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The previous post by Herappleness makes a good point, but I would still have to say it was the scene where Kevin comes to the rescue to save Max from his diabolical father, Killer Kane. Not only does Kevin save Max from kidnapping and possible murder, but it is his last great action of the story before his own death. The scenes with Killer Kane are the most serious of the novel, and the action builds to Max's father's act of abduction. The novel seems to be heading in this direction, with the occasional mention of Killer Kane and the death of Max's mom leading the reader to wonder if (1) Killer Kane will make an appearance; and (2) Will Max and his father reunite. Kevin's decision to rescue Max make for a heroic moment and a final act of friendship toward his huge pal.
It is tempting to award the climax to the intense scene when Killer Kane has gotten a hold of Max and held him tied up about to kill him only for him to be saved by Kevin almost miraculously.
However, I am more partial to say that the climax is actually when Max confessed or reveals rather, that he witnessed the moment when his father strangled his mother to death. That is a huge moment in the story that gives place to many other things to come to an end, and because it is the biggest 'wow' factor moment in the story.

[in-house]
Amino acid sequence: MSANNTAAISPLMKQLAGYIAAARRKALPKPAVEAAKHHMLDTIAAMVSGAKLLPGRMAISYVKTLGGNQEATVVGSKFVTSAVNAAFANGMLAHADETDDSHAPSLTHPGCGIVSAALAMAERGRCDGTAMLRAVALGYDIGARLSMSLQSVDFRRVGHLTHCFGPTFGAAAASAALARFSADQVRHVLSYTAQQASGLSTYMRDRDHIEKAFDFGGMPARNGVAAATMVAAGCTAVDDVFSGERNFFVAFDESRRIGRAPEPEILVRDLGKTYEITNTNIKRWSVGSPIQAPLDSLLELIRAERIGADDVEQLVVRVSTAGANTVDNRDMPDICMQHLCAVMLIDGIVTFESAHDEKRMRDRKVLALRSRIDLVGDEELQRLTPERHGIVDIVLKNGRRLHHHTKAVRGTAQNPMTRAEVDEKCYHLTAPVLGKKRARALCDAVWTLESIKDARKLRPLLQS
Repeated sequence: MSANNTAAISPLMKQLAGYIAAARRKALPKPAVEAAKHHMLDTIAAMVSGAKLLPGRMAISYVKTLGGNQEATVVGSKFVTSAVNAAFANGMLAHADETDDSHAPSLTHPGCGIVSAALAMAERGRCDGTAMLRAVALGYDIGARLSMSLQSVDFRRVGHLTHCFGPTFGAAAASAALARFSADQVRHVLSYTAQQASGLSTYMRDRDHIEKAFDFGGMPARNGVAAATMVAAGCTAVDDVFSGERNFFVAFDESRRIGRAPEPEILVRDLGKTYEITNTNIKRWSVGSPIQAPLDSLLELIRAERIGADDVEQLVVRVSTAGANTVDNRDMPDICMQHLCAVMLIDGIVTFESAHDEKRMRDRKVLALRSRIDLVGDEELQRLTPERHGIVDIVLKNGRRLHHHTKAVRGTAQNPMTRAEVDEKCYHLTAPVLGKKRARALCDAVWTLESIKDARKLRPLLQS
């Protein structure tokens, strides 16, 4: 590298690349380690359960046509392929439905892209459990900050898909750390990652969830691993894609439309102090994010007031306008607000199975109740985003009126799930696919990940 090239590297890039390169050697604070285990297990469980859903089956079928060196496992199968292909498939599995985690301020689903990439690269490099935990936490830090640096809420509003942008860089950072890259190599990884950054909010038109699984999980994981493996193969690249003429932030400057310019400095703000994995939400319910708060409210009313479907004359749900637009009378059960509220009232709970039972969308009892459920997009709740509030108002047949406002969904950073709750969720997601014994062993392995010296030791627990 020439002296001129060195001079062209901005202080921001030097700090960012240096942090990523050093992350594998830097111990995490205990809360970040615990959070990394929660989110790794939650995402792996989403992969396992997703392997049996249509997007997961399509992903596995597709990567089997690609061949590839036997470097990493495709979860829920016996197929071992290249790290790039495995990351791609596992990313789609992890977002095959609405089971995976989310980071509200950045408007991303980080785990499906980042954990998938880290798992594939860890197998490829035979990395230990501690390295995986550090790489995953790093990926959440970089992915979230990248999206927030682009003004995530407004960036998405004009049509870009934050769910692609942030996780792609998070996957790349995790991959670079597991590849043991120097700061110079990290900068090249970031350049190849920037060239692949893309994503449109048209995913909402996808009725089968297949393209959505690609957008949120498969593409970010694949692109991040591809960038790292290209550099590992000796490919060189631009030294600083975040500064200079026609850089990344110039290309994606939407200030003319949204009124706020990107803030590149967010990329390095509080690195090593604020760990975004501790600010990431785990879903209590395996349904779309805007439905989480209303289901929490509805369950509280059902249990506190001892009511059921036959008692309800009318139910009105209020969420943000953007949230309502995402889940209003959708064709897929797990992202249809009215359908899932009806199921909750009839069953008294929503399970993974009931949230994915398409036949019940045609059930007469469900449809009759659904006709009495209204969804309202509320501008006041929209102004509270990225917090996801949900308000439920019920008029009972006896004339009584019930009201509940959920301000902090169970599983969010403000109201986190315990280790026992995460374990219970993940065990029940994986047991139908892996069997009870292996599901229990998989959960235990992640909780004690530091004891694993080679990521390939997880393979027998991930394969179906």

I disagree with both of you. The climax is at the very end of the novel - the last page. The climax of a novel is the outcome of the conflict. They go hand in hand in the elements of plot. Yes, the climax is often the part of highest interest in a story, but not always. The conflict of this novel is that Max thinks he is dumb and slow. Throughout the novel he gains confidence, but it is not until the very end that he realizes his intelligence. It is when he gets the empty book out of the pyramid box and decides to write their story. The falling action is when he starts to feel okay about "remembering things". The resolution is his decision to possibly read a book or two. This also verifies that he now is feeling intelligent.
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